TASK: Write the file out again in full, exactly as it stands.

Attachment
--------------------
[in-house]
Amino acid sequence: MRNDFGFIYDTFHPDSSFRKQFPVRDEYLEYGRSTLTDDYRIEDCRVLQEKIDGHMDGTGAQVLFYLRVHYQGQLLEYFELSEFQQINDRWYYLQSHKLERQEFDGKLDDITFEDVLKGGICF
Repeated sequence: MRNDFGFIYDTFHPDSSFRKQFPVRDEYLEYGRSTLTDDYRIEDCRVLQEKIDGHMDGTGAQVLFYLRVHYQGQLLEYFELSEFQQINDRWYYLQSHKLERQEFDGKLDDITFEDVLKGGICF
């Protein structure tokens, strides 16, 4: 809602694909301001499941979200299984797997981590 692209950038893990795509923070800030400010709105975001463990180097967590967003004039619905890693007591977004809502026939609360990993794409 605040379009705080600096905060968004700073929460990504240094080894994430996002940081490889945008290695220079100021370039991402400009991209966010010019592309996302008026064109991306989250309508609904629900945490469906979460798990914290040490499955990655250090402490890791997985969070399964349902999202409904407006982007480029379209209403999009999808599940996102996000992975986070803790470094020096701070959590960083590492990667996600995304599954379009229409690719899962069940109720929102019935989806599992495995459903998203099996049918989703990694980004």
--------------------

[in-house]
Amino acid sequence: MRNDFGFIYDTFHPDSSFRKQFPVRDEYLEYGRSTLTDDYRIEDCRVLQEKIDGHMDGTGAQVLFYLRVHYQGQLLEYFELSEFQQINDRWYYLQSHKLERQEFDGKLDDITFEDVLKGGICF
Repeated sequence: MRNDFGFIYDTFHPDSSFRKQFPVRDEYLEYGRSTLTDDYRIEDCRVLQEKIDGHMDGTGAQVLFYLRVHYQGQLLEYFELSEFQQINDRWYYLQSHKLERQEFDGKLDDITFEDVLKGGICF
């Protein structure tokens, strides 16, 4: 809602694909301001499941979200299984797997981590 692209950038893990795509923070800030400010709105975001463990180097967590967003004039619905890693007591977004809502026939609360990993794409 605040379009705080600096905060968004700073929460990504240094080894994430996002940081490889945008290695220079100021370039991402400009991209966010010019592309996302008026064109991306989250309508609904629900945490469906979460798990914290040490499955990655250090402490890791997985969070399964349902999202409904407006982007480029379209209403999009999808599940996102996000992975986070803790470094020096701070959590960083590492990667996600995304599954379009229409690719899962069940109720929102019935989806599992495995459903998203099996049918989703990694980004």